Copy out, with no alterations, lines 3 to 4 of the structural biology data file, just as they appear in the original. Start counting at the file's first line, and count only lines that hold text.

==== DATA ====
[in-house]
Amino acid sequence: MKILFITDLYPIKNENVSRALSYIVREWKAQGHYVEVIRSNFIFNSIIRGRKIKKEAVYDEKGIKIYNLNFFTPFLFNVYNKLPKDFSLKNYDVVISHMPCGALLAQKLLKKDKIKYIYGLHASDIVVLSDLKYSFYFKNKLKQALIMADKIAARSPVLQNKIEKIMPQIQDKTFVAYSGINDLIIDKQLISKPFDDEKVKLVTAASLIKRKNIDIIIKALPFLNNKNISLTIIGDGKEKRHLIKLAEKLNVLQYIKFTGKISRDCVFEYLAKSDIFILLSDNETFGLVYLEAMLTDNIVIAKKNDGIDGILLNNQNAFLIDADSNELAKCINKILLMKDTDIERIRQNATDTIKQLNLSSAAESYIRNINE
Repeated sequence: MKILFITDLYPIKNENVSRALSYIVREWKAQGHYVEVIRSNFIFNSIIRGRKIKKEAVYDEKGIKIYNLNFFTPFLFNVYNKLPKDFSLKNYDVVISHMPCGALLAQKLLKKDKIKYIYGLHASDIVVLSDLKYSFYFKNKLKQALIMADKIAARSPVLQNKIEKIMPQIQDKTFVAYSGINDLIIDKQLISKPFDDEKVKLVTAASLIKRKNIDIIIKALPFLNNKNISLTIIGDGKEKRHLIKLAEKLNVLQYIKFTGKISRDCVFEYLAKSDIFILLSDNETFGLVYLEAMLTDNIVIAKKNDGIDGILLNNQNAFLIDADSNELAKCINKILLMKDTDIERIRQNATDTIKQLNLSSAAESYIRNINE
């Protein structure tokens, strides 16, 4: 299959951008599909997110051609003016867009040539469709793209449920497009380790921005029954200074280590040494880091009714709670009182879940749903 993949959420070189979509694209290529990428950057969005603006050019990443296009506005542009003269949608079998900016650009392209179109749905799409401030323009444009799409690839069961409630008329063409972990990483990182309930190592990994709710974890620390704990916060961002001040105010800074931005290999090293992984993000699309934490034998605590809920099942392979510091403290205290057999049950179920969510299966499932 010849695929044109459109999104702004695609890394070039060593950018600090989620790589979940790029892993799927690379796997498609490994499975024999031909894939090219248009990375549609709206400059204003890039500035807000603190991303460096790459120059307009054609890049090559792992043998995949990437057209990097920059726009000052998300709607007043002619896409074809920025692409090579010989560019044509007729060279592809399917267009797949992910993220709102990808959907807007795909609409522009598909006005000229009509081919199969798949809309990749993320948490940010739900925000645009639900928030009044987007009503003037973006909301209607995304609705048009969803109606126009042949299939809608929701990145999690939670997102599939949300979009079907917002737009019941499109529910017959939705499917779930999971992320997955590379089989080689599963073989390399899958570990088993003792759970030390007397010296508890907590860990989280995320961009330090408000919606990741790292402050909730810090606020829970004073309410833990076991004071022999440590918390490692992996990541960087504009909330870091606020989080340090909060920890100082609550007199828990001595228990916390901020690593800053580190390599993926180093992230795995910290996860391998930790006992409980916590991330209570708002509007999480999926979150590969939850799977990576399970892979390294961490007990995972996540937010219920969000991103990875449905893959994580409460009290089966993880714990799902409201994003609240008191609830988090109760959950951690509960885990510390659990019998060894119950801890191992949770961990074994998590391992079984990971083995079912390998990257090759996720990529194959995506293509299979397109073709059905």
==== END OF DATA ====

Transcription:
Repeated sequence: MKILFITDLYPIKNENVSRALSYIVREWKAQGHYVEVIRSNFIFNSIIRGRKIKKEAVYDEKGIKIYNLNFFTPFLFNVYNKLPKDFSLKNYDVVISHMPCGALLAQKLLKKDKIKYIYGLHASDIVVLSDLKYSFYFKNKLKQALIMADKIAARSPVLQNKIEKIMPQIQDKTFVAYSGINDLIIDKQLISKPFDDEKVKLVTAASLIKRKNIDIIIKALPFLNNKNISLTIIGDGKEKRHLIKLAEKLNVLQYIKFTGKISRDCVFEYLAKSDIFILLSDNETFGLVYLEAMLTDNIVIAKKNDGIDGILLNNQNAFLIDADSNELAKCINKILLMKDTDIERIRQNATDTIKQLNLSSAAESYIRNINE
């Protein structure tokens, strides 16, 4: 299959951008599909997110051609003016867009040539469709793209449920497009380790921005029954200074280590040494880091009714709670009182879940749903 993949959420070189979509694209290529990428950057969005603006050019990443296009506005542009003269949608079998900016650009392209179109749905799409401030323009444009799409690839069961409630008329063409972990990483990182309930190592990994709710974890620390704990916060961002001040105010800074931005290999090293992984993000699309934490034998605590809920099942392979510091403290205290057999049950179920969510299966499932 010849695929044109459109999104702004695609890394070039060593950018600090989620790589979940790029892993799927690379796997498609490994499975024999031909894939090219248009990375549609709206400059204003890039500035807000603190991303460096790459120059307009054609890049090559792992043998995949990437057209990097920059726009000052998300709607007043002619896409074809920025692409090579010989560019044509007729060279592809399917267009797949992910993220709102990808959907807007795909609409522009598909006005000229009509081919199969798949809309990749993320948490940010739900925000645009639900928030009044987007009503003037973006909301209607995304609705048009969803109606126009042949299939809608929701990145999690939670997102599939949300979009079907917002737009019941499109529910017959939705499917779930999971992320997955590379089989080689599963073989390399899958570990088993003792759970030390007397010296508890907590860990989280995320961009330090408000919606990741790292402050909730810090606020829970004073309410833990076991004071022999440590918390490692992996990541960087504009909330870091606020989080340090909060920890100082609550007199828990001595228990916390901020690593800053580190390599993926180093992230795995910290996860391998930790006992409980916590991330209570708002509007999480999926979150590969939850799977990576399970892979390294961490007990995972996540937010219920969000991103990875449905893959994580409460009290089966993880714990799902409201994003609240008191609830988090109760959950951690509960885990510390659990019998060894119950801890191992949770961990074994998590391992079984990971083995079912390998990257090759996720990529194959995506293509299979397109073709059905």